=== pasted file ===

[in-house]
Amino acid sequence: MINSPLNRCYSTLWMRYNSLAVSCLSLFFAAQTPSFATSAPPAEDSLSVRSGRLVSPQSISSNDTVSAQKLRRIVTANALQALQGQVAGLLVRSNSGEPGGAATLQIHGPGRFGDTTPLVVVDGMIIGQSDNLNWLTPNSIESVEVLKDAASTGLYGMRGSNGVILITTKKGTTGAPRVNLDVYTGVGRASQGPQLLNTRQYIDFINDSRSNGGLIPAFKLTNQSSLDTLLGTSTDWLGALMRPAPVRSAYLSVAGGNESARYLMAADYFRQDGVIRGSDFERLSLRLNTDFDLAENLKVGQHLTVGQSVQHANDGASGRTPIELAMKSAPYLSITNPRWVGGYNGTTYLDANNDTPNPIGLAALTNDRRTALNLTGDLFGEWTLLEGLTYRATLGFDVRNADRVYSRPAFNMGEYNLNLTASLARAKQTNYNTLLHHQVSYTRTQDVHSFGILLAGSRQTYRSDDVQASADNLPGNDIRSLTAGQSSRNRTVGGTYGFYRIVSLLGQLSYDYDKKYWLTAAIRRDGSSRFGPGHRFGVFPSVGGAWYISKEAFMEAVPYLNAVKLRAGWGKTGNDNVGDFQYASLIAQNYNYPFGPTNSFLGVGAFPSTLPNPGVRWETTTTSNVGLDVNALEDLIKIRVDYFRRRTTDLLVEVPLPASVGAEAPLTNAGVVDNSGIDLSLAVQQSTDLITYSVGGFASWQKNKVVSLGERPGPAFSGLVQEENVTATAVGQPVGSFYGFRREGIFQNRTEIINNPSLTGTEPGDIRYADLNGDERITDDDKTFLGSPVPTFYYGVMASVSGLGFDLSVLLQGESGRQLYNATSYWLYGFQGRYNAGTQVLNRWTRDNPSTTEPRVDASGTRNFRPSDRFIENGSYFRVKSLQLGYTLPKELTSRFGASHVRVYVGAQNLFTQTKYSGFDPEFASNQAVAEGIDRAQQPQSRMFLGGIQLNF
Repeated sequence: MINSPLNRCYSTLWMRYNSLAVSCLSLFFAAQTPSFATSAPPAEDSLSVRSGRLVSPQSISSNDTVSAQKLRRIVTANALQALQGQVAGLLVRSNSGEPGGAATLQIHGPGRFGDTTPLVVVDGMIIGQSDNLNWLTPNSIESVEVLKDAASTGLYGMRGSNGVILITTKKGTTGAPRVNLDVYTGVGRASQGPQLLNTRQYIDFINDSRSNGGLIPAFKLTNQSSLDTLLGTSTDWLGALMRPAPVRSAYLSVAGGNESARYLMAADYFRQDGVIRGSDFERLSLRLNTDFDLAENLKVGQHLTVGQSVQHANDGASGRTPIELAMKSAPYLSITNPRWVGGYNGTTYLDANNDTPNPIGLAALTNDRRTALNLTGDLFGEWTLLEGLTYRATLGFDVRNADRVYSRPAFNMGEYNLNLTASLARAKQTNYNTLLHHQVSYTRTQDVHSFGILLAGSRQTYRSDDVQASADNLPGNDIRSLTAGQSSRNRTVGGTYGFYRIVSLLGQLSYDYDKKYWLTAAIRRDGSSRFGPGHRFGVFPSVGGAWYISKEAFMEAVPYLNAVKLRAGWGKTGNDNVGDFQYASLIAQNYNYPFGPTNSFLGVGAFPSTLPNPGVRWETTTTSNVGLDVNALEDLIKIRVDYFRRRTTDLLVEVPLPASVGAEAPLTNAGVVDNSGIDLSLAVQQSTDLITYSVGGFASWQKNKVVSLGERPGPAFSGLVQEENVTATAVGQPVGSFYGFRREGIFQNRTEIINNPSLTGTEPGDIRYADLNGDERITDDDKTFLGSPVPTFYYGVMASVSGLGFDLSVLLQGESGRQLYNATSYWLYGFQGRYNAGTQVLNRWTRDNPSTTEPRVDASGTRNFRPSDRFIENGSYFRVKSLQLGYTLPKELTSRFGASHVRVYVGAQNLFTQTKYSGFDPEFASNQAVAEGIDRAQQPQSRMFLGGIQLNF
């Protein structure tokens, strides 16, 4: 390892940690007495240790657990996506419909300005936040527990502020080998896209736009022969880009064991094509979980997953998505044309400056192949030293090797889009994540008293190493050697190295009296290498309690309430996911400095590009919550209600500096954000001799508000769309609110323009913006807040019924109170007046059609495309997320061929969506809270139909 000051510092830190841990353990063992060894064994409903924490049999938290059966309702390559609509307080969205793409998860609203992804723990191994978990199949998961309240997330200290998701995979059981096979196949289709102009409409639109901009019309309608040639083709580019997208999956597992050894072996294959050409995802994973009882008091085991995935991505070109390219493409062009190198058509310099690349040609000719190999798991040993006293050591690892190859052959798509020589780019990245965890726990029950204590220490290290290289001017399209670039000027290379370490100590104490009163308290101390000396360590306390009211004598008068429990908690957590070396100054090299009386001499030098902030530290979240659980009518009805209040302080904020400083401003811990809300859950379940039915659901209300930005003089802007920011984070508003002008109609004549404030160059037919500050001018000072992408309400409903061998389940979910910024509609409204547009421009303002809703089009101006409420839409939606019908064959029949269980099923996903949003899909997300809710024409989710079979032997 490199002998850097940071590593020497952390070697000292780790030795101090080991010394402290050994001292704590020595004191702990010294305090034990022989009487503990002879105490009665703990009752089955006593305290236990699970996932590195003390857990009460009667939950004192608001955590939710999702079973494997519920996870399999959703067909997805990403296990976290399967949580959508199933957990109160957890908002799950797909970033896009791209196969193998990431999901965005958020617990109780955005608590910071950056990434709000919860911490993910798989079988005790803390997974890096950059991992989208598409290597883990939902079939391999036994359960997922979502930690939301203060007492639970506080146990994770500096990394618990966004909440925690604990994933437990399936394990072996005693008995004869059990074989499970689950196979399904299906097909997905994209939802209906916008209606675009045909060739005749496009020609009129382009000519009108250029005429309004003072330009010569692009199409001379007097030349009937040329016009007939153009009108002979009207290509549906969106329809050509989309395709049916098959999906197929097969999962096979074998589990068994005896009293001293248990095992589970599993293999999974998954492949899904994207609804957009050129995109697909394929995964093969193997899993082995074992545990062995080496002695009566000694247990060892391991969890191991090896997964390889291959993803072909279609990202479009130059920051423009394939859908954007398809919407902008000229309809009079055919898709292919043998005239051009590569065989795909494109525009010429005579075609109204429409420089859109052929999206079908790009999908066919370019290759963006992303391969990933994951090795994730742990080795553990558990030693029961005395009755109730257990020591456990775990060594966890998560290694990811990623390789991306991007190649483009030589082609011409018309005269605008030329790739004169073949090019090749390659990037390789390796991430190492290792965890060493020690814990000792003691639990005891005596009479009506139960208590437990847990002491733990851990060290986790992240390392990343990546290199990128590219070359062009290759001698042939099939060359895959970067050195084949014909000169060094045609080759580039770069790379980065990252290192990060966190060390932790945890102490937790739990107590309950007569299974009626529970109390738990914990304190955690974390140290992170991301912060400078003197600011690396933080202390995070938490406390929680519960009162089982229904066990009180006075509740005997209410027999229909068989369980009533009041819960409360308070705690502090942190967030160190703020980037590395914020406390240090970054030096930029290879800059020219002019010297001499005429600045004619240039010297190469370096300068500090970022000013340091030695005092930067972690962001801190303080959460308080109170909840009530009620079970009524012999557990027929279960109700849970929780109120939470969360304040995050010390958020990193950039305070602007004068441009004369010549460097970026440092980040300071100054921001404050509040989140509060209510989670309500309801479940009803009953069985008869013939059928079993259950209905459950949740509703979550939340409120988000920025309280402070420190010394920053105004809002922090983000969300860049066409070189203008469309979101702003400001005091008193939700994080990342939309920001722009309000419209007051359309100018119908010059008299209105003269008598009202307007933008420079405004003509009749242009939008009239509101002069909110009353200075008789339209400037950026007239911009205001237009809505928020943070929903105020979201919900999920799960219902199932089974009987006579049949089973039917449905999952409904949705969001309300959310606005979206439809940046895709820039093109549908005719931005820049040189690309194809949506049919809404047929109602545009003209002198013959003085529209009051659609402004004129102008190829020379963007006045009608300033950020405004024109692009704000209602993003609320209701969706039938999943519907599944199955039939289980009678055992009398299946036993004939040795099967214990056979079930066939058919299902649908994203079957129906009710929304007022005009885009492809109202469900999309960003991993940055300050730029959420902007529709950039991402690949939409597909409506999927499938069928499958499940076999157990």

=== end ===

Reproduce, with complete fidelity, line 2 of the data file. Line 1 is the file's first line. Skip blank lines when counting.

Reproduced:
Amino acid sequence: MINSPLNRCYSTLWMRYNSLAVSCLSLFFAAQTPSFATSAPPAEDSLSVRSGRLVSPQSISSNDTVSAQKLRRIVTANALQALQGQVAGLLVRSNSGEPGGAATLQIHGPGRFGDTTPLVVVDGMIIGQSDNLNWLTPNSIESVEVLKDAASTGLYGMRGSNGVILITTKKGTTGAPRVNLDVYTGVGRASQGPQLLNTRQYIDFINDSRSNGGLIPAFKLTNQSSLDTLLGTSTDWLGALMRPAPVRSAYLSVAGGNESARYLMAADYFRQDGVIRGSDFERLSLRLNTDFDLAENLKVGQHLTVGQSVQHANDGASGRTPIELAMKSAPYLSITNPRWVGGYNGTTYLDANNDTPNPIGLAALTNDRRTALNLTGDLFGEWTLLEGLTYRATLGFDVRNADRVYSRPAFNMGEYNLNLTASLARAKQTNYNTLLHHQVSYTRTQDVHSFGILLAGSRQTYRSDDVQASADNLPGNDIRSLTAGQSSRNRTVGGTYGFYRIVSLLGQLSYDYDKKYWLTAAIRRDGSSRFGPGHRFGVFPSVGGAWYISKEAFMEAVPYLNAVKLRAGWGKTGNDNVGDFQYASLIAQNYNYPFGPTNSFLGVGAFPSTLPNPGVRWETTTTSNVGLDVNALEDLIKIRVDYFRRRTTDLLVEVPLPASVGAEAPLTNAGVVDNSGIDLSLAVQQSTDLITYSVGGFASWQKNKVVSLGERPGPAFSGLVQEENVTATAVGQPVGSFYGFRREGIFQNRTEIINNPSLTGTEPGDIRYADLNGDERITDDDKTFLGSPVPTFYYGVMASVSGLGFDLSVLLQGESGRQLYNATSYWLYGFQGRYNAGTQVLNRWTRDNPSTTEPRVDASGTRNFRPSDRFIENGSYFRVKSLQLGYTLPKELTSRFGASHVRVYVGAQNLFTQTKYSGFDPEFASNQAVAEGIDRAQQPQSRMFLGGIQLNF